Ranchi : Intellectuals fighting for tribal rights in Jharkhand have convened a two-day meeting in Ranchi from February 23 to discuss provisions of the Fifth Schedule of the Constitution.
The meet will be attended by representatives of various tribal groups from all the nine states — Andhra Pradesh, Gujarat, Himachal Pradesh, Odisha, Chhattisgarh, Madhya Pradesh, Maharashtra and Rajasthan, besides Jharkhand — that come under the Fifth Schedule. The second day of the meet will see the presence of Union tribal affairs minister V. Kishore Chandra Deo.
“We have been receiving reports of violations of provisions of the Fifth Schedule from different states. Hence, we have decided to convene this meeting, where actual issues will be brought up for debate and discussion by representatives of tribal groups,” said Stan Swami, a member of the organising committee.
The talks will be held at XISS and the organisers include cradle director Alex Ekka, Jharkhand Disom Party chief Shalkhan Murmu, All India Adivasi Mahasabha senior functionaries Vishwanath Tirkey and Raju Pahan, Jharkhand Jangal Bachao Andolan convener Sanjay Bosu Mullick and Swami.
Swami said the Indian Constitution provided for safeguards of tribal population in Scheduled Areas but governments in respective states did not care to implement these provisions in their letter and spirit. This neglect of constitutional provisions, he said, was happening for the last several decades and hence, an all-India meet was the need of the hour.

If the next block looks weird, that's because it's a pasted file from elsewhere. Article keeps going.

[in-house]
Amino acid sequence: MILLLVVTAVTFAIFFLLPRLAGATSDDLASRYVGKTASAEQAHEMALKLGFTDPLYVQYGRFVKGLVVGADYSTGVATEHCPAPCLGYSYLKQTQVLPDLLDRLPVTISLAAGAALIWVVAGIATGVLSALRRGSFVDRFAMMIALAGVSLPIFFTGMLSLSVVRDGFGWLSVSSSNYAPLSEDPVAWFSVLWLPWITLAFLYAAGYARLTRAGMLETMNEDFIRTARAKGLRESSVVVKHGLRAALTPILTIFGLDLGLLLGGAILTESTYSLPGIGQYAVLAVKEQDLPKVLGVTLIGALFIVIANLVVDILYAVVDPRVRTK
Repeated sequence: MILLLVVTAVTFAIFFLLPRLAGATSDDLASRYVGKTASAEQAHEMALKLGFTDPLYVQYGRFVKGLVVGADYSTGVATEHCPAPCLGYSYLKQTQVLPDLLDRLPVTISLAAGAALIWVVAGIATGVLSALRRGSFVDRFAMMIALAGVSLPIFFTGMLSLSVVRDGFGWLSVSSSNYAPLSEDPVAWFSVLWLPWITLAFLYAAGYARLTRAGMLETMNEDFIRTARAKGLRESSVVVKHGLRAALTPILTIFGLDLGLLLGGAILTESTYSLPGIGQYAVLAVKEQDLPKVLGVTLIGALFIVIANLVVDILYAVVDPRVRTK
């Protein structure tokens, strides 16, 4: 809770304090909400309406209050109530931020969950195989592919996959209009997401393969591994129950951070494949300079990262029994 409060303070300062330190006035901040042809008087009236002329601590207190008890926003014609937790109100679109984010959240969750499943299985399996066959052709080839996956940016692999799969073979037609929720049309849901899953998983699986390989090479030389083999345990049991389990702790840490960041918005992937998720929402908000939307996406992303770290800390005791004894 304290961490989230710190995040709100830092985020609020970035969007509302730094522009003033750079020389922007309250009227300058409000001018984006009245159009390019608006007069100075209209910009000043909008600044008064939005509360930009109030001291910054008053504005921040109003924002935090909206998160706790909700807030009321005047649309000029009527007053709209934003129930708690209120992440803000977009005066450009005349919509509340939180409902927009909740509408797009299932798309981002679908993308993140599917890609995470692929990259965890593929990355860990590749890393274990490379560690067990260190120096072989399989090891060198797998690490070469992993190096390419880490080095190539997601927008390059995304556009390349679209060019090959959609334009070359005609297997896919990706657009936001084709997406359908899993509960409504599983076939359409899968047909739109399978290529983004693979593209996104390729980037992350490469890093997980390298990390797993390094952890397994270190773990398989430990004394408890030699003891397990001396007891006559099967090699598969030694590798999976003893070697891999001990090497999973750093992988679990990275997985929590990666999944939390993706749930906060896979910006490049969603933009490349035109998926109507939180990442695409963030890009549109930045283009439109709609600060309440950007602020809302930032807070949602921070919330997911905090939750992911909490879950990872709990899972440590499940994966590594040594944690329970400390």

Land acquisition and displacement, participation of tribal groups in development, functions of Tribal Advisory Council and constitutional responsibility of governors in the Fifth Schedule states are some of the important issues that will be discussed during the two-day meet.
“In a state under the Fifth Schedule, the incumbent governor has to send at least an annual report on the situation of tribal people to the President. But, most do not care to do this. Jharkhand, too, is at fault sometimes,” Swami pointed out.
He claimed the Tribal Advisory Council had been dwarfed and its meetings were held just for the sake of formality. He said the governor in a scheduled state was empowered to run the council, but the chief minister often usurped that power. “We will point out all these violations to the Union minister,” the organising committee member added